1. I had students like Freddie Quell, returning from “the war”, shattered, crazy, angry and morally self righteous. They are time bombs. And as teachers and counselors we were desirous of being compassionate and kind but at the same time only mildly aware that we have to no small measure created these young men by teaching them to critically think only so far, not teaching anything too “radical” or bleak. Simply by they’re being in an institutional setting that tests and measures them, pushes them into the four year institutions, sets their goals so they can get a “good job” in the local industry like Monsanto or Shell or Cisco and fit into a middle class culture we continue the cycle that is killing us all. I had to leave once I became aware that no radical or should I say honest pedagogy would be tolerated because it could not be measured and tested ad infinitum. And now that I have moved out of Berkeley and into Los Angeles I observe so many people now who trust in the words of Marianne Williamson, astrological predictions, are members of cults like Scientology and live by them, worship celebrities, are covetous of more and more wealth and believe they are prospering by these crackpot ideas when in fact they can not stand the bleakness of their existence and will not express it through their so called art and refuse to see they live in a country that destroys everything everywhere to keep the illusion of progress alive. There is nothing to be done really. Except grow gardens, try to create something honest, build community somehow and love whoever you love. And this I think is the hardest thing to do.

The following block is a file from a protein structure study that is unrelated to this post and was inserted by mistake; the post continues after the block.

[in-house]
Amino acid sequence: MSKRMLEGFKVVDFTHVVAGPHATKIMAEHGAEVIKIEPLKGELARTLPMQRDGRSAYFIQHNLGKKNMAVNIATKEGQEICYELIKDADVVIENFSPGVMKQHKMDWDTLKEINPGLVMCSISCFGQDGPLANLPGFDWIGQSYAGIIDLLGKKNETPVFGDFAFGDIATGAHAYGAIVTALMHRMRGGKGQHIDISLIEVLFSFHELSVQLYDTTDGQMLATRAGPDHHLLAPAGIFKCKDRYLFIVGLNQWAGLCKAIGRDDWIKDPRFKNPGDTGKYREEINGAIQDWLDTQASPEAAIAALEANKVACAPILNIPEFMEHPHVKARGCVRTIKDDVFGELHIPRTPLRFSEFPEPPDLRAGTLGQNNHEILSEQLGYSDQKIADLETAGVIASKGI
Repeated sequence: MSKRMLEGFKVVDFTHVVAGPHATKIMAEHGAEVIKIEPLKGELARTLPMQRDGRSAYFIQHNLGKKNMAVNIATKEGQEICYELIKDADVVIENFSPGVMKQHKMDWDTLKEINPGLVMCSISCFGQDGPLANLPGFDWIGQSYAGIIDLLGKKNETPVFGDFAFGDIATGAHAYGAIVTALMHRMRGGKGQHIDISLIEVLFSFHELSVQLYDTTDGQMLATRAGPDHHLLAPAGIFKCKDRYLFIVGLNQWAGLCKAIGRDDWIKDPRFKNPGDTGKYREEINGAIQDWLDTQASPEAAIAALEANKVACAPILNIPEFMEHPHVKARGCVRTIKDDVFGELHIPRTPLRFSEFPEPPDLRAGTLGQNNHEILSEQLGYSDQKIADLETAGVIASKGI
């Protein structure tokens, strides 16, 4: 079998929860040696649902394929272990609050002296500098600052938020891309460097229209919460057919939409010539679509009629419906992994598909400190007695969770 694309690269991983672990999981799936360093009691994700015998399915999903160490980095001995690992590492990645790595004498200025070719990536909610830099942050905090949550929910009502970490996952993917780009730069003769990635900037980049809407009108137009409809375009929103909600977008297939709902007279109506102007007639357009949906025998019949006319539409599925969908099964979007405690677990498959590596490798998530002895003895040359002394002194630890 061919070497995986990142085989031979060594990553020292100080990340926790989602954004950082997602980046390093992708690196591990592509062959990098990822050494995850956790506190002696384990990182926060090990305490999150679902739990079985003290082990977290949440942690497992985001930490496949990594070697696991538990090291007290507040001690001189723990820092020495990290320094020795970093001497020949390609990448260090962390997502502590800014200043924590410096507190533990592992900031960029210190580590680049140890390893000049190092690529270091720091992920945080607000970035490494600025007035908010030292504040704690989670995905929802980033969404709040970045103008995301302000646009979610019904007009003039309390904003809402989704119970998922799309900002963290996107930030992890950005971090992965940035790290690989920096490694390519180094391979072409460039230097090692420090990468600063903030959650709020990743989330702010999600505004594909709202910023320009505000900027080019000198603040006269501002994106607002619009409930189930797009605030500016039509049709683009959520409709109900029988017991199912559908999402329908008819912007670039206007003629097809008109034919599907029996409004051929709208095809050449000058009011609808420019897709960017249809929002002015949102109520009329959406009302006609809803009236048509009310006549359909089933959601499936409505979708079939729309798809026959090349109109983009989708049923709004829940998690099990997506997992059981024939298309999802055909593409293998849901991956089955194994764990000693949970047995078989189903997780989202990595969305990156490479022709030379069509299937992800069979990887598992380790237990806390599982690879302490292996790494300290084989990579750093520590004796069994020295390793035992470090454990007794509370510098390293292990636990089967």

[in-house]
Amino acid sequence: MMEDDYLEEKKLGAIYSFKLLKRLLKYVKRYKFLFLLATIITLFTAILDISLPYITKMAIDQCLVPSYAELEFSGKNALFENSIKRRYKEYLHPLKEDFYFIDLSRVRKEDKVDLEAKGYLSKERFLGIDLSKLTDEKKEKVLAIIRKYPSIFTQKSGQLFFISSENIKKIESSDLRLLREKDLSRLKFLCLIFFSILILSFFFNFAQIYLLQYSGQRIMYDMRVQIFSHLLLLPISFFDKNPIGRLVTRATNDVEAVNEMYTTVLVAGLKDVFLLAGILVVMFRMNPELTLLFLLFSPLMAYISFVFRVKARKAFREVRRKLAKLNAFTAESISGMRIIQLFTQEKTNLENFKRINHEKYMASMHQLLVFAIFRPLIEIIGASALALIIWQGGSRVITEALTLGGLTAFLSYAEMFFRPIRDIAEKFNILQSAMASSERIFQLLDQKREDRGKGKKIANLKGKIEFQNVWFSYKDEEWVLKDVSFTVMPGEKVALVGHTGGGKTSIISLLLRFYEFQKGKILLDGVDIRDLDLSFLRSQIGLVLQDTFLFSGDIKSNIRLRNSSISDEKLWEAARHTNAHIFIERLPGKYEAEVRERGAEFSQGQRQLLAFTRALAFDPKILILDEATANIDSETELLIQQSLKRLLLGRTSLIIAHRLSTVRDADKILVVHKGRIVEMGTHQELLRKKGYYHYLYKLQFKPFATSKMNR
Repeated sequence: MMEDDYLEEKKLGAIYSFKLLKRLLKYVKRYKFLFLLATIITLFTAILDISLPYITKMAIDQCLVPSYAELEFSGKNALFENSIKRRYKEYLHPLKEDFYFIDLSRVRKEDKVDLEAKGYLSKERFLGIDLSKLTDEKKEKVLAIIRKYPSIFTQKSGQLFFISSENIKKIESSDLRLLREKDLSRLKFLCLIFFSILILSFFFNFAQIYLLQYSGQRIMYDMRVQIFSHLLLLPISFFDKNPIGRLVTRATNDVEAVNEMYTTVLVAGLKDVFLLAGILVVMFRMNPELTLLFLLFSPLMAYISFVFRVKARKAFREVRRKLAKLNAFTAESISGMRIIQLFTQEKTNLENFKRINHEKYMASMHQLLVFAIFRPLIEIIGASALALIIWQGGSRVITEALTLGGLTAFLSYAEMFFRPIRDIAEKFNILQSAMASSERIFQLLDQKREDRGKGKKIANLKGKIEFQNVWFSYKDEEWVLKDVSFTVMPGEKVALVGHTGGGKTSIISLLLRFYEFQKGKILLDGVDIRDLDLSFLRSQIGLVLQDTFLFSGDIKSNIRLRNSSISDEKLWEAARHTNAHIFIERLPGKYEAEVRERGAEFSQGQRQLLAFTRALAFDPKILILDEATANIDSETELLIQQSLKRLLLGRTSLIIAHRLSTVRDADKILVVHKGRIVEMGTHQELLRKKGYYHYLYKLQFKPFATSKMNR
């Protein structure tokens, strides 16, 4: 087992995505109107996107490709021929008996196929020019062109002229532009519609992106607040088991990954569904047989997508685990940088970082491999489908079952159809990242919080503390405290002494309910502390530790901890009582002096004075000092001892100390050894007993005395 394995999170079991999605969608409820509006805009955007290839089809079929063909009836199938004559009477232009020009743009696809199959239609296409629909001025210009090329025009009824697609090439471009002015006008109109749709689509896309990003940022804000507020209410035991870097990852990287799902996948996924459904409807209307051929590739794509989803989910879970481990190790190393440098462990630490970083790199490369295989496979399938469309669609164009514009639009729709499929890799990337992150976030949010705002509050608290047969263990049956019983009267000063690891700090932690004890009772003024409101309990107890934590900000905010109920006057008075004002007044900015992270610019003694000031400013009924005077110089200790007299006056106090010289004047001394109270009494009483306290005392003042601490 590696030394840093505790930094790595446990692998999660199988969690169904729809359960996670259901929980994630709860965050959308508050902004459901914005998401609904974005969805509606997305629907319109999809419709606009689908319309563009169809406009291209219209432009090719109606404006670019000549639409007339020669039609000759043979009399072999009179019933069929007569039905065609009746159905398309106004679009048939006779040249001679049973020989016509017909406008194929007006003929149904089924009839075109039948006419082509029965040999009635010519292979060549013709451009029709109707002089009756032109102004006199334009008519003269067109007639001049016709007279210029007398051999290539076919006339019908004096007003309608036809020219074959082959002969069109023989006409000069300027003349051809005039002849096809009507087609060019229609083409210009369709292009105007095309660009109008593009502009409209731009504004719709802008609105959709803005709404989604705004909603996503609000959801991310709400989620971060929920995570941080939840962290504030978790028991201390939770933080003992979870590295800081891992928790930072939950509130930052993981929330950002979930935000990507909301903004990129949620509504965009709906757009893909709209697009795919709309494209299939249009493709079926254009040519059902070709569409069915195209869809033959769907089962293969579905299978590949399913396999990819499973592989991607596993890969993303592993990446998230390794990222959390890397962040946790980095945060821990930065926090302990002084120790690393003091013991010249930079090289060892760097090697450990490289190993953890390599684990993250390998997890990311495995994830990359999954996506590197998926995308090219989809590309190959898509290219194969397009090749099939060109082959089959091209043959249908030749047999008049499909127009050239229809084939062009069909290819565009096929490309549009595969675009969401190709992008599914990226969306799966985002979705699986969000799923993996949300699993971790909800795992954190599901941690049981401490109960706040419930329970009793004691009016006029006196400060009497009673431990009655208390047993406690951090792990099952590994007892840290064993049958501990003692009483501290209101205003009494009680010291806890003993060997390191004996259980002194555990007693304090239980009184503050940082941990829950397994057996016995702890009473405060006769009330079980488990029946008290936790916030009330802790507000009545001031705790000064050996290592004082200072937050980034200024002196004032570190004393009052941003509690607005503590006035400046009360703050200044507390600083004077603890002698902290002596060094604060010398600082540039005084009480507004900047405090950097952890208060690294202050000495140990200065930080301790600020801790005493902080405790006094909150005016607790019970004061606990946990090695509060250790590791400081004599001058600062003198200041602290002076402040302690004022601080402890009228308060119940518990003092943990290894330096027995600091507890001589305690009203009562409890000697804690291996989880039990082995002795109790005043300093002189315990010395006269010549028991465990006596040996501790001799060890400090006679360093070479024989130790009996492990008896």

2. “brought Hinduism to the Rubes”

    This really is sitting with me. At a community level I see a lot of wonderful spaces being subjected to this. The quick new age fix. What were once spaces of critical development for youth turning slowly into snake oil tents.